Personal bankers work in retail banking branches and assist customers with various banking or financial needs. Such needs may include opening checking and savings accounts, obtaining mortgage and auto loans, and investing in banking products—certificates of deposit (CDs), money markets and other commercial banking products. They may also help the customer with retirement planning or college planning. While investment bankers work mostly with institutional investors, personal bankers work primarily with everyday people.
Most of their customers are private citizens of the communities in which the bankers work. Personal banking typically does not pay as well as investment banking and other Wall Street careers, but it offers a significantly better work-life balance, and the hours are much more reasonable. In fact, the term "bankers' hours" was coined to describe the limited number of hours local bankers are perceived to spend on the job.
- Personal bankers work in retail banking branches and assist customers with various needs.
- Being a good personal banker is less about educational credentials, and more about community reputation, networking ability, and affability.
- Day-to-day duties of personal bankers include helping bank customers open new checking and savings accounts and facilitating other ordinary banking transactions.
A typical investment bank features scores of well-heeled Ivy League graduates sitting behind their Bloomberg terminals and talking aggressively, hawking the latest deals into their headsets. The stereotype of an investment banker is an aggressive, well-educated and money-hungry youth. Most personal bankers are cut from a different cloth.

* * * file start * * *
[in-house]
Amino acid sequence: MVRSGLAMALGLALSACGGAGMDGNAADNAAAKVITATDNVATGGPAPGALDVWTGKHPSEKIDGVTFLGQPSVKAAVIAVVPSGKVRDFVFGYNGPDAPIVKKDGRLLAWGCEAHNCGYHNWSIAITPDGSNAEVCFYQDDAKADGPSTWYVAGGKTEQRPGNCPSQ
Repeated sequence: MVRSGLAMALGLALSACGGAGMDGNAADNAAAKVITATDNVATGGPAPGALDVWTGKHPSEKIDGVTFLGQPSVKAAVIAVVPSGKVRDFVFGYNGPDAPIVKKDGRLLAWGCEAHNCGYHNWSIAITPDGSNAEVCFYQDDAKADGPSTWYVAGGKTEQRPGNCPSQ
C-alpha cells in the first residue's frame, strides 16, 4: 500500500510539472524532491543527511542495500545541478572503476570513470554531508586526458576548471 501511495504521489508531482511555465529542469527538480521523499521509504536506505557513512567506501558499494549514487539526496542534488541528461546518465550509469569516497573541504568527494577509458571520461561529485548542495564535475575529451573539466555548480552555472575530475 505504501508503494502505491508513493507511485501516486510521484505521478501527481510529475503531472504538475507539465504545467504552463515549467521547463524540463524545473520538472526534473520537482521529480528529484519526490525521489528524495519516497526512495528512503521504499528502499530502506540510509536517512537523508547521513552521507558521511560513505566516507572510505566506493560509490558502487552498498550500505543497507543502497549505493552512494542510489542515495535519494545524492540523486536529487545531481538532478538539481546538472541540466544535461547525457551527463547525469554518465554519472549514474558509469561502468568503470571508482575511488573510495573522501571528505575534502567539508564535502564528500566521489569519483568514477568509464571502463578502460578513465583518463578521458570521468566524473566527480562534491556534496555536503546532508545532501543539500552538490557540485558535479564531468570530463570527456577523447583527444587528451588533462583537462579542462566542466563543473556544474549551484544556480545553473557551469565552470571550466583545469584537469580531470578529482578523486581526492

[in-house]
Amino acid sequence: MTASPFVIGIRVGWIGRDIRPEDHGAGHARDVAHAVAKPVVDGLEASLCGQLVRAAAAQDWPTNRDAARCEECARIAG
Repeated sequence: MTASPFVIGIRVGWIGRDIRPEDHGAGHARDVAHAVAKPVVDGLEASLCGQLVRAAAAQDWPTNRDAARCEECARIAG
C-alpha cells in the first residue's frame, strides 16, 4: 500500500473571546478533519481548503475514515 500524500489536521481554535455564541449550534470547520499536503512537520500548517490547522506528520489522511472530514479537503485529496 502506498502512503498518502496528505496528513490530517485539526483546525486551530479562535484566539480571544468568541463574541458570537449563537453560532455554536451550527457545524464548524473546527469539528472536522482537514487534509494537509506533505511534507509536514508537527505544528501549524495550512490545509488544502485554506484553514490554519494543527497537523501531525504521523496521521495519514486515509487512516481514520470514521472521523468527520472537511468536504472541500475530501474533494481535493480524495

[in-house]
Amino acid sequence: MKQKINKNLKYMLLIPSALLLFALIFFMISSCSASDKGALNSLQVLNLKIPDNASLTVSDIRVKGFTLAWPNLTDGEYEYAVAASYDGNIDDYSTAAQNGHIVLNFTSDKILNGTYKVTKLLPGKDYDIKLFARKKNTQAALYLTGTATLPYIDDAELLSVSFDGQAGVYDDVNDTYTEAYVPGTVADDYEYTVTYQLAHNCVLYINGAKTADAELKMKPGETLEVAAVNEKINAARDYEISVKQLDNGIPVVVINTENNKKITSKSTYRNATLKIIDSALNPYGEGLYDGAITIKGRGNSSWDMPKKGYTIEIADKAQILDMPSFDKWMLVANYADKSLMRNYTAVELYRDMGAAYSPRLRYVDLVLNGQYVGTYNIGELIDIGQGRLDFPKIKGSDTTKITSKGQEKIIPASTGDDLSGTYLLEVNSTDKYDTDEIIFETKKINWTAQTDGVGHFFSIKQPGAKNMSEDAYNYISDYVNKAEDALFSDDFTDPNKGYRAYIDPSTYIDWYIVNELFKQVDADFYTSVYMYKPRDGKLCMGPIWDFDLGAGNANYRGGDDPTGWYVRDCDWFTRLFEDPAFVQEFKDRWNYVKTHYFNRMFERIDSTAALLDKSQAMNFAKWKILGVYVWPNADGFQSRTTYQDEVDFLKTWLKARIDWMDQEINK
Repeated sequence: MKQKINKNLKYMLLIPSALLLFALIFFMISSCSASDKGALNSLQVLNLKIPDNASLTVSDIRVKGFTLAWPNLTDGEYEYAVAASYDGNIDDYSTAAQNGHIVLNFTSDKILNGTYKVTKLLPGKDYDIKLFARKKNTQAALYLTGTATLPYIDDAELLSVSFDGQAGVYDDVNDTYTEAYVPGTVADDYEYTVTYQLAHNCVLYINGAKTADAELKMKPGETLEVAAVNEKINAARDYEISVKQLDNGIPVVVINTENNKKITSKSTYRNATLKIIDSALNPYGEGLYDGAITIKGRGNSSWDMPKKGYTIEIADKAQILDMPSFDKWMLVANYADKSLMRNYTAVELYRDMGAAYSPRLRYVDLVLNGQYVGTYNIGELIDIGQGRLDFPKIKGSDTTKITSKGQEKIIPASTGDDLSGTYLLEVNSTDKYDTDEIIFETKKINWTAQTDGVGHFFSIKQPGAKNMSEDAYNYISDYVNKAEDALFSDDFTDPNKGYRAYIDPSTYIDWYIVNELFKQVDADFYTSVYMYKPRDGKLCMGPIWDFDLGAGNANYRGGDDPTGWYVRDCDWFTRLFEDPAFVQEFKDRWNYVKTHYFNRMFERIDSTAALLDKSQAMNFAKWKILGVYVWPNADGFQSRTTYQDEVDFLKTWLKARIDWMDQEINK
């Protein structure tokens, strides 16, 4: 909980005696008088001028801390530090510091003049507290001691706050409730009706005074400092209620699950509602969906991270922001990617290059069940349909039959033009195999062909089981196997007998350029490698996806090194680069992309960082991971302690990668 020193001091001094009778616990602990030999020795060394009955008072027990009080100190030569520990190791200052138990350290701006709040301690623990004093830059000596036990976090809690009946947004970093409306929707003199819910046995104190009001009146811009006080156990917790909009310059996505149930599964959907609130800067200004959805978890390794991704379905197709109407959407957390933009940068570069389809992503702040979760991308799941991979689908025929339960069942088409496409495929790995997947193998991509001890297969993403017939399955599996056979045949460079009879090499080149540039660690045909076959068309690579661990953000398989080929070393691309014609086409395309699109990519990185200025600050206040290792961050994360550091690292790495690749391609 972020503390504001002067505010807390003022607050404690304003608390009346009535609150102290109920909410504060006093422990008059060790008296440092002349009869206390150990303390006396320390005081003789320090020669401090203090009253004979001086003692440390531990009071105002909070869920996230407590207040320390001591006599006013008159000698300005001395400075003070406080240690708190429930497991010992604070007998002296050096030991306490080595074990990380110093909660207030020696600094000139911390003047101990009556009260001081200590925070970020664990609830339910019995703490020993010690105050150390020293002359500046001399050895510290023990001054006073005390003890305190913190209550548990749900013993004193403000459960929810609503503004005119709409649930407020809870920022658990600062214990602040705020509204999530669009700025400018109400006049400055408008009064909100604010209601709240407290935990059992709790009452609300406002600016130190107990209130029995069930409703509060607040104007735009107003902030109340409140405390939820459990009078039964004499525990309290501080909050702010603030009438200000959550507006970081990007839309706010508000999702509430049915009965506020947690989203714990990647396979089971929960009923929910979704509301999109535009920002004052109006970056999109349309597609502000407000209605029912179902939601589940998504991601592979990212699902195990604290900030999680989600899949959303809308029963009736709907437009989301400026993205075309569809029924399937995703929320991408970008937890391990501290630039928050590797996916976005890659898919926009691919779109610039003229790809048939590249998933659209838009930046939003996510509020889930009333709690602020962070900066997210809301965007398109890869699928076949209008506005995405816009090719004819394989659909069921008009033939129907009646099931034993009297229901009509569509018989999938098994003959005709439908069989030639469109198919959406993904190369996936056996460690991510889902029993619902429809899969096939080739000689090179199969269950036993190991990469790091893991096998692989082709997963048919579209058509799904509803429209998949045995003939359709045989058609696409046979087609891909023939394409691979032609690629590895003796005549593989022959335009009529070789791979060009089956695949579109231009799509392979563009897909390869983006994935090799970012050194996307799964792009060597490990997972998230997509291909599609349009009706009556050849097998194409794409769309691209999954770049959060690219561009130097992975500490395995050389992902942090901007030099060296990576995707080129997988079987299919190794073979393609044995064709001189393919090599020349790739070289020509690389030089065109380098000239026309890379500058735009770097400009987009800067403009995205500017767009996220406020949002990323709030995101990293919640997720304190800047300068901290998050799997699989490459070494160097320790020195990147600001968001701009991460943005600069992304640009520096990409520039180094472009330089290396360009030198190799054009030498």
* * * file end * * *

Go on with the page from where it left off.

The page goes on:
While a business degree helps, and an MBA looks even better on a personal banker's resume, a lot of local bank branches care less about educational credentials than about community reputation, networking ability, and affability. These banks pride themselves on hometown service and prefer to see hometown bankers meeting and greeting new customers.
Personal banking is an ideal career for someone who loves building relationships in his local community, has a love for the markets and desires to make a solid income, but is not concerned with getting rich.
Perhaps the most standard day-to-day duty of a personal banker is helping bank customers open new checking and savings accounts. A personal banker handles new customers as well as existing customers who want to open a new account. These bankers sit at those large, L-shaped desks that sit near the lobby at most retail bank branches. It's a personal banker's job to customize an account to fit the customer's needs.
The personal banker also offers ancillary products such as overdraft protection or a round-up option, a checking account feature where each debit card purchase is rounded up to the next dollar, with the excess change placed in a savings account.
Selling Investment Products
While retail banks rarely offer the aggressive investment vehicles you find on Wall Street, they do provide an array of conservative products that guarantee returns and are often insured by the Federal Deposit Insurance Corporation (FDIC). These products include CDs, money market accounts and retirement accounts such as traditional and Roth individual retirement accounts (IRAs).
Some customers know exactly how they want to invest their money, while others need some guidance to make the right choice. Still, others have no clue, in which case it is the personal banker's job to ascertain the customer's needs and goals, then provide the appropriate solution.